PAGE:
Black Cohosh (Cimicifuga racemosa L.)
Ranunculaceae Buttercup family
Description of Plant and Culture
A tall growing, unpleasantly scented, woodland perennial plant, 3-8 feet high. The large creeping, knotty rootstock, scarred with the remains of old growth, produces a stem of up to 9 feet in height. Large compound leaves thrice-divided; sharply toothed; terminal leaflet 3-lobed, middle lobe is the largest. Small, fetid, flowers are white and strong smelling, in very long, slender, fluffy, spikes, terminating tall leafy stalks, each flower has numerous white stamens and no petals; May to September. Tufts of stamens conspicuous. Flowers ultimately give way to small, round seed pods with several seeds. When the stalk is shaken, the seeds rattle within their pods, producing a sound similar to a rattlesnake, thus the nickname "rattleroot". Grown in shade or full sun, but is grown more vigorously in the sun. Zones 3-10. Not heat-tolerant. Wiry stems with divided dark green leaves and wandlike racemes of white flowers is very showy.Parts used and where grown: Black cohosh is a shrub-like plant native to the eastern deciduous forests of North America, ranging from southern Ontario to Georgia, north to Wisconsin and west to Arkansas. The dried root and rhizome are the constituents utilized medicinally.1 When wild harvested, the root is black in color. Cohosh, an Algonquin Indian word meaning "rough," refers to its gnarly root structure.2
Medicinal Properties: Alterative, astringent, diuretic, alterative, diaphoretic, emmenagogue (starts menstrual flow), expectorant, antirheumatic, antispasmodic, cardiac stimulant (safer than digitalis), anti-inflammatory, sedative, antitussive, uterine stimulant
In what conditions might black cohosh be supportive?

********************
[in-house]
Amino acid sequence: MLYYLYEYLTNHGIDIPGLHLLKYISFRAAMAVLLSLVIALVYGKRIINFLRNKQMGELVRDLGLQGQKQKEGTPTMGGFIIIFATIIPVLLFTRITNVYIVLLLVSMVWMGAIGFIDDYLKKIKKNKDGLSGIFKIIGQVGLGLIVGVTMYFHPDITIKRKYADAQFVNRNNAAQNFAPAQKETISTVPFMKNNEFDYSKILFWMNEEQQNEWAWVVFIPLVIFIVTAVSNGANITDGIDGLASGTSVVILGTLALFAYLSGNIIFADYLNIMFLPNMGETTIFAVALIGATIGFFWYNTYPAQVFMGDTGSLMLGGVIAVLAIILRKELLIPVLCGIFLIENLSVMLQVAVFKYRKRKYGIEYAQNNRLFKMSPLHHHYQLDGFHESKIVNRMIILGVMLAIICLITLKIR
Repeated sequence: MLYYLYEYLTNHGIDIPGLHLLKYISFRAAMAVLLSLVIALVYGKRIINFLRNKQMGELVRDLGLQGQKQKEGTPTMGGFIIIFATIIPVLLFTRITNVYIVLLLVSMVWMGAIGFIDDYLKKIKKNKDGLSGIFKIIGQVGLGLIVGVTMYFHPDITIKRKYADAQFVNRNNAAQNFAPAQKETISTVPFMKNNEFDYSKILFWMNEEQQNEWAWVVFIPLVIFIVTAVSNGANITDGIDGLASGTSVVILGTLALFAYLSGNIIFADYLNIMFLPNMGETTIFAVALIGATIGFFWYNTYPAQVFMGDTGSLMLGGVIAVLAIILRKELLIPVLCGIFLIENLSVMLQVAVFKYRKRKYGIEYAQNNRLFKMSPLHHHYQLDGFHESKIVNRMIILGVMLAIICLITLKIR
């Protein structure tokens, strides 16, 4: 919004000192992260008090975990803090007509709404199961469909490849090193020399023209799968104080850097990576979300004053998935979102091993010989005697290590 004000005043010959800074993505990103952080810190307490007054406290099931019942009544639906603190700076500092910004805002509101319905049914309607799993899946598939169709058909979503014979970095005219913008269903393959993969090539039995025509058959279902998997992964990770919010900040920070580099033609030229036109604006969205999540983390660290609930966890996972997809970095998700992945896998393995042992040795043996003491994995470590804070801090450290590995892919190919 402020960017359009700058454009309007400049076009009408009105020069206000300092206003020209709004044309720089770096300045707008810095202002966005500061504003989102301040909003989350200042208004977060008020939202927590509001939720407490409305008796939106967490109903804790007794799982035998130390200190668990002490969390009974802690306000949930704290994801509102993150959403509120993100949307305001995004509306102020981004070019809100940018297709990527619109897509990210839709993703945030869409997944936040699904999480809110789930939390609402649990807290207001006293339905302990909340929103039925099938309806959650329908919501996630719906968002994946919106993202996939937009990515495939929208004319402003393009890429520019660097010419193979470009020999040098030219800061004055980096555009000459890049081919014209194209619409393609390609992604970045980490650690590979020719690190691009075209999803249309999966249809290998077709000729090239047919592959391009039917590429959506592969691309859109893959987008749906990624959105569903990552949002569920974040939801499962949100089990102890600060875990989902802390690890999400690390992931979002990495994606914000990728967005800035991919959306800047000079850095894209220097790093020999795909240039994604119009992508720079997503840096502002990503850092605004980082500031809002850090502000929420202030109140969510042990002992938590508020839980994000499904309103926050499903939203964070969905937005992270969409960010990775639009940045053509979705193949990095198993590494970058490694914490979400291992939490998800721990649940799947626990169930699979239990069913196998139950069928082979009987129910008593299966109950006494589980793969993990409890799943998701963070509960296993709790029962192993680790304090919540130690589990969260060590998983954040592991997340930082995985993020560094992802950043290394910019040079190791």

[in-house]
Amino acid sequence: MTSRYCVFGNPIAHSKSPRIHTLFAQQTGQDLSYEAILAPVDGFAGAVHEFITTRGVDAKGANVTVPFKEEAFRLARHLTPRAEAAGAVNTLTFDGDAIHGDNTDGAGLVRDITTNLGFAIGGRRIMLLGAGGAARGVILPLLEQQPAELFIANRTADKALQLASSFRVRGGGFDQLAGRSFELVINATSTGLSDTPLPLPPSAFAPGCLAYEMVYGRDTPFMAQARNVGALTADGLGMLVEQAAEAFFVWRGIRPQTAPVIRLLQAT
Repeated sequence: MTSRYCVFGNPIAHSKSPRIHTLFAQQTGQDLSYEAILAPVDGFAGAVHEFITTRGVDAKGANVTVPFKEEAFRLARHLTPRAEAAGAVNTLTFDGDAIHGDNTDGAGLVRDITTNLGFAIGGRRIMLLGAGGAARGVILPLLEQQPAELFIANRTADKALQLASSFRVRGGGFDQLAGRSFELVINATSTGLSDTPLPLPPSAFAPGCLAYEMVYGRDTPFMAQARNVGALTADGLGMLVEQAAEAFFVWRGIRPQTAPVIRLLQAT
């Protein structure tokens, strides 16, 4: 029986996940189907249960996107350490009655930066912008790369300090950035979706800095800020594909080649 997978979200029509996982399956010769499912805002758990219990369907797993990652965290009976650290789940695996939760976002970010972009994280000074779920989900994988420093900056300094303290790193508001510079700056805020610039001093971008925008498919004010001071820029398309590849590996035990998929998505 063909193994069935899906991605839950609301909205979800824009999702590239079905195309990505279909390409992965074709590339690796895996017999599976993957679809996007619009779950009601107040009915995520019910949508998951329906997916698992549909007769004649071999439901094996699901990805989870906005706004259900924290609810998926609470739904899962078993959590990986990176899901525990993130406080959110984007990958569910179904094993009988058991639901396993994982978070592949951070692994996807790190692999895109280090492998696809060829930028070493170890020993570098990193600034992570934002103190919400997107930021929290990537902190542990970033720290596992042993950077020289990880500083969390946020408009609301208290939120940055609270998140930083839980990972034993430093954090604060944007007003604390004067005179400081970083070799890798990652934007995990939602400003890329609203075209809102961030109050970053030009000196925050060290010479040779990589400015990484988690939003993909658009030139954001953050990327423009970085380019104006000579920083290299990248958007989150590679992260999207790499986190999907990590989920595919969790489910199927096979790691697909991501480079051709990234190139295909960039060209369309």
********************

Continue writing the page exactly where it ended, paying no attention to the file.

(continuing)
menopause menstruation, painful (dysmenorrhea) uterine spasms vaginitis
Historical or traditional use: Native American Indians valued the herb and used it for many conditions, ranging from gynecological problems to rattlesnake bites. Some nineteenth-century American physicians used black cohosh for problems such as fever, menstrual cramps, arthritis, and insomnia.3
Biochemical Information: Actaeine, cimicifungin (macrotin), estrogenic substances, isoferulic acid, oleic acid, palmitic acid, phosphorus, recemosin, tannins, starch, gum, triterpenes, and vitamins A and B5.
Active constituents: Black cohosh contains several important ingredients, including triterpene glycosides (e.g., acetin and cimicifugoside) and isoflavones (e.g., formononetin). Other constituents include aromatic acids, tannins, resins, fatty acids, starches, and sugars. Formononetin is the active element in the herb that binds to estrogen receptor sites, inducing an estrogen-like activity in the body. As a woman approaches menopause, the signals between the ovaries and pituitary gland diminish, slowing down estrogen production and increasing luteinizing hormone (LH) secretions. Hot flashes can result from these hormonal changes. Clinical studies from Germany have demonstrated that an alcohol extract of black cohosh decreases LH secretions in menopausal women.4
Uses: Insoluble in water. Tincture used for bronchitis, chorea, menstrual irregularities, stimulates kidney, restores digestive system to normal, fever, nervous disorders, chorea (St. Vitus' Dance), lumbago, rheumatism, measles, scarlet fever, smallpox. Traditionally important for "female ailments", painful menses and helps in labor and delivery during childbirth. Research has confirmed estrogenic, hypoglycemic, sedative, and anti-inflammatory activity. Applied as poultice to wounds. Helps relieve sinusitis, persistent coughs, bronchitis, whooping cough, headache, and asthma. Lowers cholesterol levels and blood pressure. Relives pain, palpitations, panic attacks, relieves muscle spasms, neuralgia, morning sickness, and menstrual cramps. Helpful for poisonous bites. Can be used as an antidote for the venom of snakebites. Reduces mucus levels. The liquid obtained from boiling the roots can be used to treat diarrhea in children.